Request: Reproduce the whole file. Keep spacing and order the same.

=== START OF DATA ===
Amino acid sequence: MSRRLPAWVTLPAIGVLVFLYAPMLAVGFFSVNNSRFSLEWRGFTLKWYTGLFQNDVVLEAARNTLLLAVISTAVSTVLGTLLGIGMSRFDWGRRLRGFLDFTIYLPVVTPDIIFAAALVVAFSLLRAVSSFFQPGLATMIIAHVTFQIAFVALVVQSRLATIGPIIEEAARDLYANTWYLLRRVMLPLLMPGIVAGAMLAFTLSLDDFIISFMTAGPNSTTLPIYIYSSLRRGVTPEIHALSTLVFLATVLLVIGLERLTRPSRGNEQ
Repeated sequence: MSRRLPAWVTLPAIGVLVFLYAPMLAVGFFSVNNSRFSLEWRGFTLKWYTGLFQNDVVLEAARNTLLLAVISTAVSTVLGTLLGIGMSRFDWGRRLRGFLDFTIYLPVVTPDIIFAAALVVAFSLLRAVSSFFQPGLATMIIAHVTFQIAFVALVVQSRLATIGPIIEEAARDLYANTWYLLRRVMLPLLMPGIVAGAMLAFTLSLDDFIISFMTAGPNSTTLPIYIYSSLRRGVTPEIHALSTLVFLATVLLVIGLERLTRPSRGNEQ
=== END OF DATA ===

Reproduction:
Amino acid sequence: MSRRLPAWVTLPAIGVLVFLYAPMLAVGFFSVNNSRFSLEWRGFTLKWYTGLFQNDVVLEAARNTLLLAVISTAVSTVLGTLLGIGMSRFDWGRRLRGFLDFTIYLPVVTPDIIFAAALVVAFSLLRAVSSFFQPGLATMIIAHVTFQIAFVALVVQSRLATIGPIIEEAARDLYANTWYLLRRVMLPLLMPGIVAGAMLAFTLSLDDFIISFMTAGPNSTTLPIYIYSSLRRGVTPEIHALSTLVFLATVLLVIGLERLTRPSRGNEQ
Repeated sequence: MSRRLPAWVTLPAIGVLVFLYAPMLAVGFFSVNNSRFSLEWRGFTLKWYTGLFQNDVVLEAARNTLLLAVISTAVSTVLGTLLGIGMSRFDWGRRLRGFLDFTIYLPVVTPDIIFAAALVVAFSLLRAVSSFFQPGLATMIIAHVTFQIAFVALVVQSRLATIGPIIEEAARDLYANTWYLLRRVMLPLLMPGIVAGAMLAFTLSLDDFIISFMTAGPNSTTLPIYIYSSLRRGVTPEIHALSTLVFLATVLLVIGLERLTRPSRGNEQ